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‘Just Cause’ (R)By Desson Howe
Washington Post Staff Writer
February 17, 1995
There are so many plot twists in "Just Cause," the good people of Warner Bros. have requested the media to keep as mum as possible. So let us tread carefully: Sean Connery, a Harvard law professor and eloquent anti-capital-punishment advocate, is approached one day by a very determined Ruby Dee. The grandmother of a convict (Blair Underwood) on death row, she has come to seek Connery's help.
It seems that, eight years ago, Underwood was dragged into an interrogation room by small-town Florida cops and subjected to 22 hours of sheer brutality. After being beaten with the spine of a telephone book and subjected to Russian roulette intimidation, Underwood confessed to the rape, stabbing and carving-up of a local 11-year-old girl.
Connery is touched by Dee's devotion, as well as the revelation that Underwood went to Cornell. (What would he have done if Underwood hadn't gone to Cornell?) He's also spurred by Kate Capshaw, his ridiculously younger wife who declares that, "every once in a while you've got to get a little bloody." Whetted with enough preliminary evidence to suggest a miscarriage of justice, Connery breaks a 25-year absence from active law and -- in that marketable Scottish accent -- confronts the coroner who paid little attention to the physical evidence, the defense lawyer that blew the case and Laurence Fishburne, the sheriff who pushed a gun into Underwood's mouth to induce the confession.
Well, of course you want Connery to rain justice on those small-minded rednecks (no matter what color they are) and save Underwood from the chair. Unfortunately, this desire for retribution is dangled like a moral carrot before the audience. "Just Cause," adapted from John Katzenbach's best-selling novel, essentially wants to lead you (entertainingly of course) through a swamp of cheap suspense, cynical manipulation, and the ever-present tragedy of that brutalized girl.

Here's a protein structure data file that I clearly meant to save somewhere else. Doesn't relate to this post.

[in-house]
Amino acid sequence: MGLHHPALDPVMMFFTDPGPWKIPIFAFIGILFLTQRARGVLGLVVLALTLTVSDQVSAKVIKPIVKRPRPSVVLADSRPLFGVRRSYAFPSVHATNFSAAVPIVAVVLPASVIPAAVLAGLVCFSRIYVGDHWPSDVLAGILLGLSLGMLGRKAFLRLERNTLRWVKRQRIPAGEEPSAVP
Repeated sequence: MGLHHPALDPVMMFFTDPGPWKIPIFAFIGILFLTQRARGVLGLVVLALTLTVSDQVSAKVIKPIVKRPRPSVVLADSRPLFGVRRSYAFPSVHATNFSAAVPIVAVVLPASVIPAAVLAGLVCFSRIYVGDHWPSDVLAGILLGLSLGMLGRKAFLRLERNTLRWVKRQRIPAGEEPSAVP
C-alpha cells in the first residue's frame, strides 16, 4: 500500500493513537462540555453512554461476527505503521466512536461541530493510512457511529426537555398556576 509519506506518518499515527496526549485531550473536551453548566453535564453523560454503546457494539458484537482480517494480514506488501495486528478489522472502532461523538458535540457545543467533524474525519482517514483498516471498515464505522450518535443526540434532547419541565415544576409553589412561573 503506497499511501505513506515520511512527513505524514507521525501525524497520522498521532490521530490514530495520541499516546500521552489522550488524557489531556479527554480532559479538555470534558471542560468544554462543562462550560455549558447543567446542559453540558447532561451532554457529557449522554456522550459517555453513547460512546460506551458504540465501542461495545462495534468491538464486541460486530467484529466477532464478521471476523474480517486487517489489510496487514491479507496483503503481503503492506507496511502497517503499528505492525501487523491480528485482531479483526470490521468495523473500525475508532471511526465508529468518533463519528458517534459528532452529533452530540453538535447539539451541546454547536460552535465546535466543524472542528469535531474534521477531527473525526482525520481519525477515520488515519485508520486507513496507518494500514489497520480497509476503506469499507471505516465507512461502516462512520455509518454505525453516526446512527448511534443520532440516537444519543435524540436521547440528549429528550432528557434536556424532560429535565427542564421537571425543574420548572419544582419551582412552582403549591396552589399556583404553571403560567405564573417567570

In fact, the movie, which also features Ed Harris, Ned Beatty, Chris Sarandon and Daniel Travanti, manages unintentionally to display more that is disgusting about our amoral, couch-potato culture than "Natural Born Killers" dreamed of. There's a sort of corporately sanctioned, safely R-rated smell of blood in the air, as you undergo scenes of horror (the movie's big on stabbing) and lurid descriptions of the original victim, who was "filleted," to quote one Florida detective.
Of course the carnage is all in narrative context -- the context of a film that draws shamelessly from such movies as "Silence of the Lambs," "To Live and Die in L.A.," "Speed," "The Thin Blue Line" and "Cape Fear."
Mmmm, so it's brutal, horribly manipulative, and we've seen this stuff before in better pictures. Excellent! At a recent screening of "Just Cause," a woman sitting next to me clutched and clawed at her face throughout the movie. She seemed rather anxious. A woman behind me punctuated the evening with low moans of dread. Just how much fun were we having?
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